Prevention and early intervention in strengthening families and relationships: Challenges and implications

Prevention and early intervention in strengthening families and relationships: Challenges and implications

Elly Robinson and Robyn Parker

AFRC Issues No. 2 — February 2008

There has been a significant shift in service delivery to families and individuals in recent years, from a deficit-based focus on problems to a competency-based, health-oriented approach that recognises and highlights strengths and resources (Tomison, 2002; Walsh, 2003). This shift has partly come about as a result of research interest in the concept of resilience, which focuses on strengths forged within the context of adversity, rather than less realistic, problem-free models of family health (Walsh, 2003). Many factors have been proposed that contribute to resiliency at an individual, family and community level, and it is now considered by many practitioners and researchers to be a key concept in health service delivery (Luthar, 2006; Walsh, 2003).

Strengths-based approaches to practice focus on what is working well and encourage families in crisis to identify their strengths and how they have previously overcome challenges (Geggie, Weston, Hayes, & Siberberg, 2007). Recent research has helped by studying "successful" families and individuals, so as to isolate the key characteristics of strong relationships and use these to inform service delivery (for example, Babington, 2006; Silberberg, 2001). This strengths-based approach, however, mainly operates in a service environment where people are accessing help for difficulties they are already experiencing. While this approach has obvious merit, the "missing link" is encouraging people to access support and help prior to problems occurring, in a preventative effort to increase strengths and offset future difficulties.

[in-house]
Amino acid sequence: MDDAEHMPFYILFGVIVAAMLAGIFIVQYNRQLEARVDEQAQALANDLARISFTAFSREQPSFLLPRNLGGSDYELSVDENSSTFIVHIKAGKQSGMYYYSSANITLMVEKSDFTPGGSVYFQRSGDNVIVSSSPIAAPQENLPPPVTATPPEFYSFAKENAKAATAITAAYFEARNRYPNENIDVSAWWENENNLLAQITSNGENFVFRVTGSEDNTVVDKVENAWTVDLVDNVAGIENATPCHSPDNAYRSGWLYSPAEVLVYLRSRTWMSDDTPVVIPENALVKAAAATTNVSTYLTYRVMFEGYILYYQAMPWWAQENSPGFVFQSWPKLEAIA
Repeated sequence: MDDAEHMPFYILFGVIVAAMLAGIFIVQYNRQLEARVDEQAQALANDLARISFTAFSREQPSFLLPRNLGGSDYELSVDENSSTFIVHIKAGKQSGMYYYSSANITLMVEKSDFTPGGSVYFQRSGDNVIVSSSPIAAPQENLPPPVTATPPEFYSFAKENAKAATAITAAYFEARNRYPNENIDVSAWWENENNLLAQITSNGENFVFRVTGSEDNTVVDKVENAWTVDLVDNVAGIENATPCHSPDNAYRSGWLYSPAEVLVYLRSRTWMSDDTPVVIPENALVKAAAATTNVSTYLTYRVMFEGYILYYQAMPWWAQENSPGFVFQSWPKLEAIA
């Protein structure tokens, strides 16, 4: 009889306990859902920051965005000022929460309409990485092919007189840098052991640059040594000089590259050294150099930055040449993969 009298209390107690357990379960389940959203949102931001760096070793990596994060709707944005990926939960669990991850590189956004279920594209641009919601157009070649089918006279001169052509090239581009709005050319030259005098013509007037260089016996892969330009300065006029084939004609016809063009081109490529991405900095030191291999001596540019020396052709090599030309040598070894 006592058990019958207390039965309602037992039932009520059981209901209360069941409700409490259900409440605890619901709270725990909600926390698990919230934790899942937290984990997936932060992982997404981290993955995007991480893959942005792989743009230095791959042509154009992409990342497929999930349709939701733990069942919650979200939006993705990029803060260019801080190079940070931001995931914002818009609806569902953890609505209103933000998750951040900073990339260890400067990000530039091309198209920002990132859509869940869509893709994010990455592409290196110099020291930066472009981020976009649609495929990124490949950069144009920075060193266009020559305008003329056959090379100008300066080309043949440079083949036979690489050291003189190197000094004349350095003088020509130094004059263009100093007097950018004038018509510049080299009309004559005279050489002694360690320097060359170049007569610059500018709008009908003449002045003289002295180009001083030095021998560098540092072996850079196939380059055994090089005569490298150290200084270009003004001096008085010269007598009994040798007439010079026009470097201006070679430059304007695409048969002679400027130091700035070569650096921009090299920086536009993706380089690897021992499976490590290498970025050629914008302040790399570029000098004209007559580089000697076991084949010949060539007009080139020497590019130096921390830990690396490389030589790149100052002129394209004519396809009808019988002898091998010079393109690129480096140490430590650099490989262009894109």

This paper examines challenges and strategies associated with encouraging individuals to engage in prevention and early-intervention activities focusing on healthy relationships. In order to achieve this, we need a sense of what constitutes family and couple relationship wellbeing so as to have a set of key positive relationship characteristics to aim for in service delivery. This is addressed in the first section of this paper. We then examine what limits an individual's willingness to seek help to strengthen his or her relationships. Finally, we look at policy and practice issues and examples that address, or aim to address, the above.

Authors and Acknowledgements

Elly Robinson is Manager of the Australian Family Relationships Clearinghouse and Research Fellow at the Australian Institute of Family Studies.

Robyn Parker is Senior Research Officer at the Australian Family Relationships Clearinghouse.

The authors would like to thank Brian Babington and Mary Mertin-Ryan for their suggestions and feedback on this paper.

Publication details

AFRC Issues
No. 2
Published by the Australian Institute of Family Studies, February 2008.
13 pp.
ISSN: 
1835-1158

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